Indians aren’t the only ones still using it. http://www.youtube.com/watch?v=wEvvK-5jBkY Hell now they are even marketing Fair and Lovely to men. Hell Amitabh Bachan (one of the biggest if not the biggest Bollywood star) was told he was too dark for Bollywood. He showed them. He did voice overs and worked hard to get a foot in the door and look at him now he is a house hold name and a legend. Now he has made comments on color that made other Indians not so color struck cringe, but when you think about it his generation really had colorism on the brain as they weren’t that far from Colonialism. But I do have to wonder if he considered too dark (he was dark skinned, but not very) than how light or dark would someone have had to been back then.

    And as for Africans being darker than even the darkest African is a crock of ish. I’ve seen Indians I’ve thought were either AA’s or African until either said other wise or started speaking. Hell I go to an African American fireman’s ball that is hosted every Christmas eve (charity)and there is this one man who is dark skinned and could pass for a dark skinned (black) Indian and in fact people have assumed he was Indian only to be shocked when he says he’s AA.

    I also hear many Indians say that most of the actors/tresses are dark skinned and that the use make-up and lighting is what makes them appear lighter.

    If that’s the case that’s a scary thing to have a man or woman marketing a product that they don’t use, but the effect for them is just make up and lighting. We all know that’s probably the case. That’s like those diet spokes models who try to sell exercise or diet pills, food regimen, but really used lipo or other methods usually life threatening (a cousin died after getting a tummy tuck). It’s also like Beyonce and others who wear weaves (have nothing against them I wear an have worn ones myself)promoting products for long shiny hair when they are up under weaves with natural hair or short hair etc. Many bw and girls have hurt their hair trying to live up to these standards and they weren’t real in the first place. Selling a perm when you know you are in a weave and are natural just gets my goat.

    I have much respect for Aishwariya Rai for rejecting such ads. Hell this could hurt her career, turning down ads etc. Hopefully she doesn’t cave and do them anyway. The backlash SRK got for doing one (might not have hurt him)but many Indians were disappointed in him for doing one. I know I was as he’s one of my fave actors in bwood along with Amitabh and his son Abhishek (he better not get all crazy with the lightening that man is fine (Foyhne)the way he is.

    I really don’t want to get into a light versus dark skinned debate or straight versus natural or real vs. perm etc. and no ugliness, but I do think this is something that needs talking about.

    Also the fact that like you said they need to get an F. U. attitude. Yes they sure do. Seriously in Hwood they still get crappy roles. There is no reciprocal action so why work so hard to give good roles to those who wouldn’t do the same. It’s not about race, but reciprocity which there is a big lack of. Many Indian film crew are also upset because they are losing jobs to others from other countries. Now that sure don’t make a damn lick of sense. If those producers really wanted to they could change things. Those with the money have the power (that’s not always the case there’s sometimes others even behind them, but please they can do something)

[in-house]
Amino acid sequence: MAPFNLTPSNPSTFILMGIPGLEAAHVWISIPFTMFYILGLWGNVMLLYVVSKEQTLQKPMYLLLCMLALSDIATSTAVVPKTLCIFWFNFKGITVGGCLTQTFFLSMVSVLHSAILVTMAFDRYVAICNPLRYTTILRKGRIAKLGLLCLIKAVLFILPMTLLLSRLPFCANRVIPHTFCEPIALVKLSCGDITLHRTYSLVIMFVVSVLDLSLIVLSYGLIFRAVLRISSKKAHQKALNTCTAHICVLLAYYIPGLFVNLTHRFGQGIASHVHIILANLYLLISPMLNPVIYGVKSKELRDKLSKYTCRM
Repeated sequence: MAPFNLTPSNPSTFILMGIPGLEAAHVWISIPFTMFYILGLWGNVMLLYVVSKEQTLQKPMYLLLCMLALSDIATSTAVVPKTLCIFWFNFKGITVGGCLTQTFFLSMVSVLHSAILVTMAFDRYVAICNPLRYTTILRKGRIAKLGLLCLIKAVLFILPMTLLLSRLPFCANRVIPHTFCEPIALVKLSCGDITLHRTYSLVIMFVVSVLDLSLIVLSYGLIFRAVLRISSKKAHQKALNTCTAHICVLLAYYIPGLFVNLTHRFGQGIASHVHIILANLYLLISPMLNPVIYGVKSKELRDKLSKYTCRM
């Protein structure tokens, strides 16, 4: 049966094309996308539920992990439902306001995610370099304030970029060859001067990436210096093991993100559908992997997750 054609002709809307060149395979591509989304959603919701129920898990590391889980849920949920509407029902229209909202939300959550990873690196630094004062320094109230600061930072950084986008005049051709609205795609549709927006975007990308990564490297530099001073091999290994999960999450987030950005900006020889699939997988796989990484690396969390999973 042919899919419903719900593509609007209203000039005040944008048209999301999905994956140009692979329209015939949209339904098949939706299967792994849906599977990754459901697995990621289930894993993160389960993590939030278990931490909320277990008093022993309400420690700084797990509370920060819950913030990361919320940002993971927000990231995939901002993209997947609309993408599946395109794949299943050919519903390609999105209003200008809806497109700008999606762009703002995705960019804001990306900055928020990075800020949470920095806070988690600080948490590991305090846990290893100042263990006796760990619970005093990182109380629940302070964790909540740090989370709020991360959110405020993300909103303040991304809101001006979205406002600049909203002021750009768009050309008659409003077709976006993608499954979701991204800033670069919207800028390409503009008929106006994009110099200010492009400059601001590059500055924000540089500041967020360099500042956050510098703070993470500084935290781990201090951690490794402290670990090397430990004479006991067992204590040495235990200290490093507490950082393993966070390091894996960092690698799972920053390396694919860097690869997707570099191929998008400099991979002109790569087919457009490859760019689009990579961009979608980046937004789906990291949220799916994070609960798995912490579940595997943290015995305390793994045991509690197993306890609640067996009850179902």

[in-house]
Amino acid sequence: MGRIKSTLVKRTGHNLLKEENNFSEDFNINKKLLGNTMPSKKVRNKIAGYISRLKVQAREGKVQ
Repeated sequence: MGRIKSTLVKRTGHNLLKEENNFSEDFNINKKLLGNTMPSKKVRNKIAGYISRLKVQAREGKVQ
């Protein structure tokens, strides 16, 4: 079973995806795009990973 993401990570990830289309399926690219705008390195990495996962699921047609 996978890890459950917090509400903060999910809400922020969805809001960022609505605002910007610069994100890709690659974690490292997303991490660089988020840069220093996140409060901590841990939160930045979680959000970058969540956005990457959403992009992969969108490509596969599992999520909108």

I do think a type of industry ala Nollywood could work there. It doesn’t have to be video it could be shot on film/ transferred to video and sold or shot on video an sold like Nollywood does. Self funded or funded by others etc. Nepali films are shot on or used to be shot on 16mm (don’t know if this is still the case or not.)Can’t remember if I mentioned this (and as I’m writing this I realize I’m writing something long enough to be a new article.lol sorry everyone) but one of the reasons Nollywood was unknown for so long is because it was mostly self funded on low-budget. Yes it has it’s issues with quality as well as with piracy, but the fact that it was even started in the first place is feat no one should discount.

    If the women were to create an industry even the men like bw iw would have to find producers, directors, writers, actors/tresses etc. (even if they are ones)who have their best interest at heart. That’s actually happening now in India. Women directors are coming up, but are stigmatized as possibly being feminist directors etc. or telling women’s stories (something weirdly ironic if you ask me.lol)The women directors usually can get women actors, but the men they have to look outside of bwood because many of the male stars don’t want the stigma. Seriously does that make any sense? There’s nothing wrong with recreating the Bollywood/Kollywood,Tollywood etc. style. Why wouldn’t they? just a note this applies to other film industries in India as well as other countries especially with similar movie styles as well as those industries that are not like Bollywood and the others. This also goes for other Asian countries.

    Sorry for my long winded article within an article. There are times I think I think too much.lol